The Psychology Behind Design: Significance of Colour
From layout, to colour schemes, to eye-catching logos; the preliminary aim within all aspects of design is to appeal to the customer. A fundamental requirement on behalf of the designer, in order to effectively achieve this target, is to recognise and meet the wants and needs of their client.
Psychology helps us to appreciate the ins and outs of the human brain, and furthermore what we are drawn to in terms of visual aesthetics and why. An understanding of the psychology behind design could have the potential to transform an artistic doodle into a powerful brand image. Putting this into practice means revising several gateways for the use of psychology and the part that it plays in regards to design.
What is the first thing that is noted by an individual when they initially glance at a new product? Colour.
It could be argued that colour preference is a subjective topic, as colours are not always as appealing to one person as they might be to the next. Market research has shown that certain types of people are attracted to certain colours, therefore the colour scheme chosen for a particular design should be dependent on who’s attention the finished product will be aiming to attract.
There are obvious divisions between certain groups and colour preferences; in terms of gender, the colour pink is generally recognised as a ‘girly’ colour. In turn, if a design for a product were being aimed mainly at men, a pink orientated colour scheme would not usually be at the top of the list. However, it has also been discovered that colour preferences change between age groups. Research has shown that younger people between the ages of 0 to 30 prefer the colour green, whereas ages 30+ prefer the colour purple. This gives an insight into what sort of colours should be considered depending on the primary age of your target market.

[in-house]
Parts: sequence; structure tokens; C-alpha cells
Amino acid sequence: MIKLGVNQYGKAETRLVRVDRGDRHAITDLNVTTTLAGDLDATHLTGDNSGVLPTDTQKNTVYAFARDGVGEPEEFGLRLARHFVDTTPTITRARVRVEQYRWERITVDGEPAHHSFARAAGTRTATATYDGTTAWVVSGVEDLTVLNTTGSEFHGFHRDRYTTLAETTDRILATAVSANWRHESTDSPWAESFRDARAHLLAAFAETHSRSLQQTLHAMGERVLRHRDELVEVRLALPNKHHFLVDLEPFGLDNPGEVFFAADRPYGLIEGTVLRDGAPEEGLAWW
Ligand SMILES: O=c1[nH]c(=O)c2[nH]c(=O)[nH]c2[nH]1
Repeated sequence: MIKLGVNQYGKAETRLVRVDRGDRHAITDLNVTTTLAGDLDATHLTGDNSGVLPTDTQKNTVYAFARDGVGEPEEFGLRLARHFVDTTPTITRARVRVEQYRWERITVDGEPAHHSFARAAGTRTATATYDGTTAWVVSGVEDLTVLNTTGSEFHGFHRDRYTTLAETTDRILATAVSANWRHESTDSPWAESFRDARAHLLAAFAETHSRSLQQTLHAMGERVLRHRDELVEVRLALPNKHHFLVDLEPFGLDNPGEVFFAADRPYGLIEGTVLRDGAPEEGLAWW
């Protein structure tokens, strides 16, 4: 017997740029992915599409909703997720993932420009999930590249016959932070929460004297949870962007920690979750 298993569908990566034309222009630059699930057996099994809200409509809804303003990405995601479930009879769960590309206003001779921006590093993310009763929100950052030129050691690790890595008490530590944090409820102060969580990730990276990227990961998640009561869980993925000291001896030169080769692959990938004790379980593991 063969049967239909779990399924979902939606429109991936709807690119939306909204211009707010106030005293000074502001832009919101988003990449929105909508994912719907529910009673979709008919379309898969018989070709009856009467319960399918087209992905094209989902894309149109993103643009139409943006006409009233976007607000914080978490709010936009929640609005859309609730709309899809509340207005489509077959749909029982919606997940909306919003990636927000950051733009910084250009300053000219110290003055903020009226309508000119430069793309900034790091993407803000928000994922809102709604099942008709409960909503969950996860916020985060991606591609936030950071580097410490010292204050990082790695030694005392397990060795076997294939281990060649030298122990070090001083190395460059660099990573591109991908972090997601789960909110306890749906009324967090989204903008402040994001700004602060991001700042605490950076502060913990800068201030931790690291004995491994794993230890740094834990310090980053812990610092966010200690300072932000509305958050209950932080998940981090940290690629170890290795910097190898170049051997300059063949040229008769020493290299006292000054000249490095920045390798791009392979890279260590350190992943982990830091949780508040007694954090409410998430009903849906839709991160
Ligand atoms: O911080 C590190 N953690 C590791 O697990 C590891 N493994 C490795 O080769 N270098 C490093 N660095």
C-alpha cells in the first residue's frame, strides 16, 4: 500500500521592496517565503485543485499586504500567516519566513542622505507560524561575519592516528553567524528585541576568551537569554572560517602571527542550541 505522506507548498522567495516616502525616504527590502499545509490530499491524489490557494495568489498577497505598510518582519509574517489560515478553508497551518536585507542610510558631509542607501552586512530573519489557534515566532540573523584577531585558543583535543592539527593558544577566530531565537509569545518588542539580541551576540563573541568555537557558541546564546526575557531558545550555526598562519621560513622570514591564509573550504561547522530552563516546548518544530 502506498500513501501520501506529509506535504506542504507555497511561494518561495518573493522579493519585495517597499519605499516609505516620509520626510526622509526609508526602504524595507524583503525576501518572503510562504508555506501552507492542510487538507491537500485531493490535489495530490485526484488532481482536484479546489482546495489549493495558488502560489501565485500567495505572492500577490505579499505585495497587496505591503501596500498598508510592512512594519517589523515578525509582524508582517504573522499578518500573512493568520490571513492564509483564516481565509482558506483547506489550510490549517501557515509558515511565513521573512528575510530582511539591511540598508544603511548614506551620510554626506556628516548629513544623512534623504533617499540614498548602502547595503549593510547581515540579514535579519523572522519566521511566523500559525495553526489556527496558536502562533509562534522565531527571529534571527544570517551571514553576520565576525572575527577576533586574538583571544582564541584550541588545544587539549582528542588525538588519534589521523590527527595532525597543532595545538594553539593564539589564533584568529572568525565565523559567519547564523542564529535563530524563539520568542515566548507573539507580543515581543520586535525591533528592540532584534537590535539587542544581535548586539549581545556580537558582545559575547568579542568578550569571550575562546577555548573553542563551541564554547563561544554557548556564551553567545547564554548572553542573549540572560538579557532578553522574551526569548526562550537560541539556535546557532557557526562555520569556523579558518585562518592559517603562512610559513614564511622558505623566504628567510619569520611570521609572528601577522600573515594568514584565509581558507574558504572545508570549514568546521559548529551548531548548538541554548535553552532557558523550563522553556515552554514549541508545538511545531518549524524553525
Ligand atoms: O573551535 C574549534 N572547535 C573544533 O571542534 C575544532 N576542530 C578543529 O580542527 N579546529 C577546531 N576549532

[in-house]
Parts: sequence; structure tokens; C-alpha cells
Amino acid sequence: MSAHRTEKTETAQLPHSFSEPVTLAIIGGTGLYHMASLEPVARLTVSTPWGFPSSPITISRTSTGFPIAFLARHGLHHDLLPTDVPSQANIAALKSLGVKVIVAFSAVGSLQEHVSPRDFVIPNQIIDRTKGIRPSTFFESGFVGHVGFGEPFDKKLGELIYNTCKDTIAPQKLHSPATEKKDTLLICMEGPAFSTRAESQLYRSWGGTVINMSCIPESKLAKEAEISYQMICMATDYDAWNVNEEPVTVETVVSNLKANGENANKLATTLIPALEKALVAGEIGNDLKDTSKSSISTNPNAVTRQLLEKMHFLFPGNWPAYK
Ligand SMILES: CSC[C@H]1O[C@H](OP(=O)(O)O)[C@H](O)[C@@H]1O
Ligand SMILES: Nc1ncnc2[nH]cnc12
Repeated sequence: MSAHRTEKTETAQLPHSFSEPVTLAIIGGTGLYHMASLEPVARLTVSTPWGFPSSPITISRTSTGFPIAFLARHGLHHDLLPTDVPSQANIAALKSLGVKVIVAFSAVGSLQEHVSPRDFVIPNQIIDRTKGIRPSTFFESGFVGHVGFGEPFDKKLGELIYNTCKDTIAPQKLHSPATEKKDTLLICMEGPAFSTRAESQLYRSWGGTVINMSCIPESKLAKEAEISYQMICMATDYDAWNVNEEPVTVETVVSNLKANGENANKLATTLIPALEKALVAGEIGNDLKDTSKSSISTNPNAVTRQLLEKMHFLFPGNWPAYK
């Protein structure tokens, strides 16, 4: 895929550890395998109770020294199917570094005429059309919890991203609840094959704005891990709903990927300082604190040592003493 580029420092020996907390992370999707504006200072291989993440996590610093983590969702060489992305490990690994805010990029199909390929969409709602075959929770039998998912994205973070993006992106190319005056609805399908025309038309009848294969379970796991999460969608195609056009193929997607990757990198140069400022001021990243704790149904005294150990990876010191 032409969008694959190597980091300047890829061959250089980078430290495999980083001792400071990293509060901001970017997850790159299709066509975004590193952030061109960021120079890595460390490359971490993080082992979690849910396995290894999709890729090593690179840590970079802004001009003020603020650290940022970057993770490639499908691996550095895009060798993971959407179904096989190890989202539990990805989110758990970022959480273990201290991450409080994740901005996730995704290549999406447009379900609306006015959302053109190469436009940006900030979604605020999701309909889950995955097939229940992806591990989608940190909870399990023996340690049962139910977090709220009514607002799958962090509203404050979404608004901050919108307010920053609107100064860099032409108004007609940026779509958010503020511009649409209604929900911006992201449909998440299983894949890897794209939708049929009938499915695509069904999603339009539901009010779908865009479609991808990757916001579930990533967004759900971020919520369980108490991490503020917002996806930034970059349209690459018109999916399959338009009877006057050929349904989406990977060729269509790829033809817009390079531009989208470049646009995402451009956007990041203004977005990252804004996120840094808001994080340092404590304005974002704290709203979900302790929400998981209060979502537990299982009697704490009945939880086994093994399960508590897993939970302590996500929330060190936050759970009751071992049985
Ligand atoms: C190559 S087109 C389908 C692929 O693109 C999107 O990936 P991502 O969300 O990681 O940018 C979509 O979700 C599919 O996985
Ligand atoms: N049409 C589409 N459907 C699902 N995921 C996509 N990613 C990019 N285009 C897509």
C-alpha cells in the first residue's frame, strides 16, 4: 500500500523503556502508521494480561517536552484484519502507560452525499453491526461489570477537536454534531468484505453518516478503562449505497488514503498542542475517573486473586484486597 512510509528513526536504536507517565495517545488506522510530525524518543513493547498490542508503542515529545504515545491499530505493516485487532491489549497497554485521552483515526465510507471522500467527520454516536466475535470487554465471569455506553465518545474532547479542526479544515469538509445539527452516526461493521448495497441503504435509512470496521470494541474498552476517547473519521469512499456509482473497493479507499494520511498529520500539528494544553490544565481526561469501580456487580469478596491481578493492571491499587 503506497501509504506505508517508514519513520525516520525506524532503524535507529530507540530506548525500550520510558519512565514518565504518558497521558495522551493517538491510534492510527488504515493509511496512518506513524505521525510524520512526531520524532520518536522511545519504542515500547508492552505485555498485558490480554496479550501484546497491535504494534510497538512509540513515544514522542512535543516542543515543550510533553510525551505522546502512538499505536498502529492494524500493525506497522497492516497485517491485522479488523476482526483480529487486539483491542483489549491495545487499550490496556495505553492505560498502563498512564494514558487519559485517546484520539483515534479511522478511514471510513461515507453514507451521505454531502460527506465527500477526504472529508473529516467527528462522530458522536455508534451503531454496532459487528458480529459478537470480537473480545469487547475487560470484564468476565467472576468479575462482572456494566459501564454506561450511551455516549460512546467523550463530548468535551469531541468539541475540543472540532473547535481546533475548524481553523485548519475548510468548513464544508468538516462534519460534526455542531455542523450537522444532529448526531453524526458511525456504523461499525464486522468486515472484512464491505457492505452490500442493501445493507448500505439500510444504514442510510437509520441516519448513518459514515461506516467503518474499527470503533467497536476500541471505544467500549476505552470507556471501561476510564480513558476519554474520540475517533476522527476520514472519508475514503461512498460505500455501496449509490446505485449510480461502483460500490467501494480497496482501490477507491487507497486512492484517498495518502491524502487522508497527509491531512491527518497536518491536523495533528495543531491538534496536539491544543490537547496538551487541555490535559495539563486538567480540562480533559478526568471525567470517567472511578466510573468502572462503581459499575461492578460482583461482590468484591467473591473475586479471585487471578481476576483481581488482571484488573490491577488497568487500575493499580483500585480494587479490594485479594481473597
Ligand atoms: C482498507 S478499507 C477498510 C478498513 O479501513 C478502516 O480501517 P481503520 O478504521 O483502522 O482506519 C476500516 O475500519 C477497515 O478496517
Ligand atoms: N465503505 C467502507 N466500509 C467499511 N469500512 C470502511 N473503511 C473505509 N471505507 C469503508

But what do different colours mean?
The association of colour with certain meaning is something that can potentially be recognised universally. Colour schemes involving reds and pinks, for example, are often used in association with romance and love, whereas darker colours such as black are likely to be seen when representing a more distressing, sinister theme.
The notion of colour indicating a deeper meaning or hidden message has formerly been referred to as ‘colour semiotics’. This term implies that colour can, in a sense, be considered to have grammatical levels. In the same way that signs and phrases have the connotation, referring to the literal meaning of the words, and denotation, which discusses a deeper message, so do colours. From a design perspective, this could mean that a colour scheme may work well initially from a physical viewpoint, however the message depicted by the colours used may not accurately reflect the same message that is attempting to be projected by the design itself.
Consistency is key when it comes to creating an influential design; ensuring the same message is emitted from all design aspects will increase effectiveness and power of the overall finished product.
About the Author
Hannah Renshaw is a recent graduate of Psychology BSc (Hons) at York St. John University.